Love yourself, for everyone else’s sake!
Sick and Tired
My typical client is a professional, peri-menopausal woman, who is a mom to two high school-aged kids, a wife to a husband who is pretty supportive but who snores, and a caregiver who manages at least one parent’s health from afar. She gets an average of 5 hours sleep a night, doesn’t exercise much, is bone-tired, and yet she can’t sleep at night. To the casual observer, this woman is highly functioning. She gets things done and people rely on her. She has trouble saying no, because she knows there may not be anyone else willing to pick up the reins and make things happen. Even if she did say no, she is so used to “doing it all” that she doesn’t even consider letting go.
And, oh, by the way, this woman has been diagnosed with at least one autoimmune condition, most typically Hashimoto’s thyroiditis, lupus or multiple sclerosis (MS). She takes thyroid medication, which she thinks may be contributing to her fatigue or hot flashes. And she may be on a low dose of prednisone to address her systemic inflammation. By the time this woman comes to me, she is sick and tired of being sick and tired. She is often resigned that this is the way her life will be, forever. I will come to learn that she takes anti-anxiety medications [only half a pill though, only when I need one] and that she now relies on sleeping pills [but really, how else can you stay asleep?]
So where do we start? Are these issues related to diet? Toxic overload? Hormonal imbalance? Well, the answer is likely “d) All of the above”. Everything must be addressed, but before we can even get out of the gate, I often find that she first needs me to give her permission to take care of herself before taking care of others, or other responsibilities. And I literally mean that I give her permission first and hold that for her until she is ready to give herself that permission. The fact that she has come to me is an indication that she’s ready to do whatever it takes to feel better, but even while she says “Go,” her actions may indicate that she still has her foot on the brake.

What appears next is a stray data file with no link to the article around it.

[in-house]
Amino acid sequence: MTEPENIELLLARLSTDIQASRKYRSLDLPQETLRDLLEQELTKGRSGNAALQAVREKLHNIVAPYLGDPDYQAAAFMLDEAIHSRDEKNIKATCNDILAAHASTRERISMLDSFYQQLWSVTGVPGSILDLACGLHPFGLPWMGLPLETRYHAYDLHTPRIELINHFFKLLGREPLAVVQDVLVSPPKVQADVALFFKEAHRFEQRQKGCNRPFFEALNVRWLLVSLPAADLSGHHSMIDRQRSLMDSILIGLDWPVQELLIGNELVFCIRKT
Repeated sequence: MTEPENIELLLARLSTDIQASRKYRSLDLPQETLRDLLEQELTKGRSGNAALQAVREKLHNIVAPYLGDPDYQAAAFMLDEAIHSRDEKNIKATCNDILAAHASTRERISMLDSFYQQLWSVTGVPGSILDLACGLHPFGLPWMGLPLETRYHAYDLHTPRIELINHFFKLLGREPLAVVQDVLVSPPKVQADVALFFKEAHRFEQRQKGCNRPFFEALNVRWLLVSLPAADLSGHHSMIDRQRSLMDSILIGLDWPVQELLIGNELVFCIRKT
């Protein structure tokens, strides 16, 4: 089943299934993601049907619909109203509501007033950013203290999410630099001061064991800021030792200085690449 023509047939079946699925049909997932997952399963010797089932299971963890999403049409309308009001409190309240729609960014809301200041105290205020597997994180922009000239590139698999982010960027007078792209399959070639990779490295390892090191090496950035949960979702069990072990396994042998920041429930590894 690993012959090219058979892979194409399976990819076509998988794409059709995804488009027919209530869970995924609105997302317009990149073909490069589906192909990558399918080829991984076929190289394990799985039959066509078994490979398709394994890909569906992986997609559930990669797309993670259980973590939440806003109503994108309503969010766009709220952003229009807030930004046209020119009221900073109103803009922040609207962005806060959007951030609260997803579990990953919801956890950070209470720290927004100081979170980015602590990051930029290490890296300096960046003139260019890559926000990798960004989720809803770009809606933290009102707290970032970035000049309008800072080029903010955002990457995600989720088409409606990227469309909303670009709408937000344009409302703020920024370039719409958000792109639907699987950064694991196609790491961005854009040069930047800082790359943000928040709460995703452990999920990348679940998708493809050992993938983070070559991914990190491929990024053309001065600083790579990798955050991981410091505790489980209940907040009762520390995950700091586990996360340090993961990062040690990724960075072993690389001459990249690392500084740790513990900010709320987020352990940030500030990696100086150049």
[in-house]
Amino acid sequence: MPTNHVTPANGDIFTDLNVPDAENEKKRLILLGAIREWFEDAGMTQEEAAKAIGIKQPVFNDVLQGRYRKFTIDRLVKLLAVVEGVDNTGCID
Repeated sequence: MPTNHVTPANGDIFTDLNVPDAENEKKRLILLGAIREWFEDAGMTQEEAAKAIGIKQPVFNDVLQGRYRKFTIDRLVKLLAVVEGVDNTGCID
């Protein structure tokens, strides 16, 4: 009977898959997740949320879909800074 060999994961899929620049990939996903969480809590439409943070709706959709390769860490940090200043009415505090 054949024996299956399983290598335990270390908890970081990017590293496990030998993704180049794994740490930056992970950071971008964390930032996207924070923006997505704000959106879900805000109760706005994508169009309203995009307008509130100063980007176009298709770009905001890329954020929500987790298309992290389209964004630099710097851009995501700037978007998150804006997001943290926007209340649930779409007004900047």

I uncover this when we discuss her sleep habits. She says she’s desperate for a good night sleep, but she can’t imagine wearing earplugs and eye shades in case someone [mom, kids, the dog, etc.] needs her in the middle of the night. That’s when I use the metaphor of putting our own oxygen mask on first, so we can in fact be better prepared and able to help others. She’ll usually laugh and get the visual immediately. But then she’ll say something like, “But they depend on me to [help with homework, make dinner, get to doctor appointments, manage the team, etc.], and I simply don’t have time or energy to do things for myself.” Then I offer some tough love: Well, of course everyone depends on you. You have been giving everyone every possible indication that you will take care of everything, which has now worn you down to the nub of your own wellbeing and sanity. What is the cost of this to you?
This is usually met with silence and then a lowering and nodding of the head. Yeah, she says, I’m worn out, but honestly, I just expect this will be the way it will be. I just need to get by.
“You cannot serve from an empty vessel.”
– Eleanor Brownn, inspirational writer & speaker